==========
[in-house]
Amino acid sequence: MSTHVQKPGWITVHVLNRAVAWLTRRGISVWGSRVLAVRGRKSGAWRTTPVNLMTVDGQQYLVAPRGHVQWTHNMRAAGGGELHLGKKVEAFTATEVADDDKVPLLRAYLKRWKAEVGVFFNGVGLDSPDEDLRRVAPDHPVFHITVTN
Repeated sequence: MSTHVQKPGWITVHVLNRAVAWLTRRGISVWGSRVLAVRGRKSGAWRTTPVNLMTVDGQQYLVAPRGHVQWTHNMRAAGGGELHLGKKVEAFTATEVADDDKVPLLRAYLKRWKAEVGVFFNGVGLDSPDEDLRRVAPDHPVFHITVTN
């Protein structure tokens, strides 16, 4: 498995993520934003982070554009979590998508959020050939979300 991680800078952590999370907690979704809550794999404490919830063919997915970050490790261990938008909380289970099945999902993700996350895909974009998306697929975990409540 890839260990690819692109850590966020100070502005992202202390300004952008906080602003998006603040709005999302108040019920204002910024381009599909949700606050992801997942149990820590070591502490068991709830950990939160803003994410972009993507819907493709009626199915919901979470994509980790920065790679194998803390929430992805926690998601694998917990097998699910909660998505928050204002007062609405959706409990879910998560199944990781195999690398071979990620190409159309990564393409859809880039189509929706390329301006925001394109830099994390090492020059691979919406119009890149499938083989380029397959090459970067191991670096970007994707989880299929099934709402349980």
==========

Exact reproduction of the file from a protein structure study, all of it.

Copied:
[in-house]
Amino acid sequence: MSTHVQKPGWITVHVLNRAVAWLTRRGISVWGSRVLAVRGRKSGAWRTTPVNLMTVDGQQYLVAPRGHVQWTHNMRAAGGGELHLGKKVEAFTATEVADDDKVPLLRAYLKRWKAEVGVFFNGVGLDSPDEDLRRVAPDHPVFHITVTN
Repeated sequence: MSTHVQKPGWITVHVLNRAVAWLTRRGISVWGSRVLAVRGRKSGAWRTTPVNLMTVDGQQYLVAPRGHVQWTHNMRAAGGGELHLGKKVEAFTATEVADDDKVPLLRAYLKRWKAEVGVFFNGVGLDSPDEDLRRVAPDHPVFHITVTN
């Protein structure tokens, strides 16, 4: 498995993520934003982070554009979590998508959020050939979300 991680800078952590999370907690979704809550794999404490919830063919997915970050490790261990938008909380289970099945999902993700996350895909974009998306697929975990409540 890839260990690819692109850590966020100070502005992202202390300004952008906080602003998006603040709005999302108040019920204002910024381009599909949700606050992801997942149990820590070591502490068991709830950990939160803003994410972009993507819907493709009626199915919901979470994509980790920065790679194998803390929430992805926690998601694998917990097998699910909660998505928050204002007062609405959706409990879910998560199944990781195999690398071979990620190409159309990564393409859809880039189509929706390329301006925001394109830099994390090492020059691979919406119009890149499938083989380029397959090459970067191991670096970007994707989880299929099934709402349980």